Goodbye, Garman Theatre.
Bellefonte officials took a major step Wednesday toward a plan to sell the historic but roof-less, mold-filled theater on East High Street to a real estate magnate who would raze it to redevelop three downtown buildings that have been hollowed out by fires.
The members of the Bellefonte Industrial Development Authority voted to accept Ara Kervandjian’s workforce housing project proposal over a competing proposal from a group of 20 residents in the Bellefonte Historical and Cultural Association who promised to repair the building and return it to a theater. The authority faced a deadline Monday to submit a proposal in Centre County court as part of a process to transfer ownership of the property.
For the officials, rejecting Kervandjian’s proposal for the Garman would have nixed the entire redevelopment plan, which calls for two apartment buildings, one in a renovated Cadillac Building and the other on the site of the Garman and Hotel Do De. Kervandjian told them the Garman property was a must for the project to be competitive for some state money to help pay for the project.
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Borough Council President Frank Halderman lobbied hard for the authority to go with Kervandjian.
“Without Ara coming here, we’re going to have an empty lot like the Bush House,” Halderman said, comparing the future of the Garman to the historic hotel that burned down in 2006 and has been a vacant lot since then. “I think it’s the best thing for Bellefonte.”
The authority considered the proposals as part of the court-ordered process to transfer ownership of the property.
Borough officials asked a judge to make the authority the owner of the theater under a blighted property law, and President Judge Thomas King Kistler approved it. Kister then scheduled a hearing June 20 for testimony about the proposal to remedy the blighted state of the property, and he required the authority to have a plan in hand 30 days before the hearing. After the hearing, Kistler would then approve the authority transferring the property to Kervandjian.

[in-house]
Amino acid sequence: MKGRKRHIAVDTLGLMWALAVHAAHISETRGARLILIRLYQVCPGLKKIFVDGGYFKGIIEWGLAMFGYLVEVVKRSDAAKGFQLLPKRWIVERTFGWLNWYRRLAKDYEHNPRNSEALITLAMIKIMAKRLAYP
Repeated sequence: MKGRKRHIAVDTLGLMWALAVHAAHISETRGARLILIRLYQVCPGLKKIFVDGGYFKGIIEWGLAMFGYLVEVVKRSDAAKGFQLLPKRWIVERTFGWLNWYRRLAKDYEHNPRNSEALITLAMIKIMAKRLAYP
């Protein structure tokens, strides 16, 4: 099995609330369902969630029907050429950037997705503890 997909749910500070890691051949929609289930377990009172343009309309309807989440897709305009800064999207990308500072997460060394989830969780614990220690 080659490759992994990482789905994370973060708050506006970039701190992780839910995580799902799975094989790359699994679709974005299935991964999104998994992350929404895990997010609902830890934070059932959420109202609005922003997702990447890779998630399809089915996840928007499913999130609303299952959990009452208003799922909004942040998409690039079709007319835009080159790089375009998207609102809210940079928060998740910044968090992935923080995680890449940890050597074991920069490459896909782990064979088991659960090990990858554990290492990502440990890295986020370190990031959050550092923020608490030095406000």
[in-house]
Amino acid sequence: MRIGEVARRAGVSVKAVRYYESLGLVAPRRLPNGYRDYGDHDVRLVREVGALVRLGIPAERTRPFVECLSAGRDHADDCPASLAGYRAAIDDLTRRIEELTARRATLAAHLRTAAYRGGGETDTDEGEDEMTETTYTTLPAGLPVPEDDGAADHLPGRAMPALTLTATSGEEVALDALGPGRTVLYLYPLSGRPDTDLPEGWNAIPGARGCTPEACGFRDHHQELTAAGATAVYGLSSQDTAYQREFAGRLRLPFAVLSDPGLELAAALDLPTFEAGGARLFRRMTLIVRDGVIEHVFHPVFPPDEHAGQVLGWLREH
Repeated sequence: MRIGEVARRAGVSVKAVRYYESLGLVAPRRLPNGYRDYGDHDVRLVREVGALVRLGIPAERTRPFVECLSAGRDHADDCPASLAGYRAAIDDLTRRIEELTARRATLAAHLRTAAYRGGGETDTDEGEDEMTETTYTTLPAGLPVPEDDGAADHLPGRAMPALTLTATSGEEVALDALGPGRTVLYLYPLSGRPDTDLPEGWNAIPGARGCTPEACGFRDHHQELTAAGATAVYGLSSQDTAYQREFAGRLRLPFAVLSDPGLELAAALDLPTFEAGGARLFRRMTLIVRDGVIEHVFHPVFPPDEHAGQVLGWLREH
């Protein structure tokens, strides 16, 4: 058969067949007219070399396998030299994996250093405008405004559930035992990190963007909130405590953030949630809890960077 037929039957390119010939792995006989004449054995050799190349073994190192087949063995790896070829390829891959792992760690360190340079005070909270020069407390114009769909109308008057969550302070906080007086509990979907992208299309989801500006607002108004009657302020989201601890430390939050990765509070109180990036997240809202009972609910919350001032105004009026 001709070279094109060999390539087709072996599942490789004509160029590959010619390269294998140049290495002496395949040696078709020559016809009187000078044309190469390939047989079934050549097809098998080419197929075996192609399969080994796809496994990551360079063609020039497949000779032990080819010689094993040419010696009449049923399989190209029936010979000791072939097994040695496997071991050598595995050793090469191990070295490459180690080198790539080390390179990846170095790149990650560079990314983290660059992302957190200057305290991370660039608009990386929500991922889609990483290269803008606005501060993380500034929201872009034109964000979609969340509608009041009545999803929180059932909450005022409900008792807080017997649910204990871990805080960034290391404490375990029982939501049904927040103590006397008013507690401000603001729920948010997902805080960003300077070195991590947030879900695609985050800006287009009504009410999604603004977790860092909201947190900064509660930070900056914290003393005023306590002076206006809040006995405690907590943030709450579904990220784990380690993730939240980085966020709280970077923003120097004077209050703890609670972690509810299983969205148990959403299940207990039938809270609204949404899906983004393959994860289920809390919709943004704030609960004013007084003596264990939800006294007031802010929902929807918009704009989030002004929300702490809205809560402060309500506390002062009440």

Halderman was the one who made the motion to accept Kervandjian’s proposal, and his words met with gasps from some of the people from the historical and cultural association who do not want to see the historic theater lost.
Borough Manager Ralph Stewart said repairing the Garman would cost $4 million. The theater was damaged in September during the fire that destroyed the adjoining Hotel Do De, but officials have said the theater was neglected for several years to the point where mold had spread throughout the inside because of a leaky roof and no ventilation.
Kervandjian promised to replicate the facade of the Garman and Hotel Do De as much as possible, and he said materials that can be salvaged will be used in the new building.
His plans call for one building to go up where the Do De and Garman are, called the Garman House, and a renovation of the Cadillac Building that will be called the Cadillac House. Together, the buildings are dubbed the Bellefonte Mews, the latter a word that refers to stables on buildings in the 19th century that are present on these buildings.
Kervandjian bought the Cadillac Building in January for $30,000 from Hank and Judy Haranin, of Spring Township. Kervandjian has sales agreements in place for the Hotel Do De, owned by John Dann, and the Garman, whose owners Kathy, Allison and Ronald Iadarola have been in foreclosure.
The two buildings will have 32 apartments between them, and the one-, two- and three-bedroom units will have monthly rents in the range of $600 to $1,000.
Kervandjian sold his proposal as a catalyst for future growth by putting more people in town.
“This is the type of thing that bolsters developers coming into this market,” said Kervandjian, whose plans call for construction in February.
But the people with the Bellefonte Historical and Cultural Association opposed Kervandjian’s plan.
Keith Koch, the group’s president, pleaded with the authority members to choose their option, which would repair the property in six steps: fix the roof, fix the on-site apartments for cash flow, find someone to open the restaurant in the basement, repair the community room, restore the motel rooms and lastly, fix the theater.
Koch said the group planned to start a fundraising campaign and would seek out grants to help pay for the projects.
But Halderman said the group did not have money ready for what its members proposed, and authority Chairman Paul Badger doubted if the Garman returning to a theater/hotel/restaurant combination would be viable as a business again.
“ It’s more sensible to redevelop this property,” Halderman said.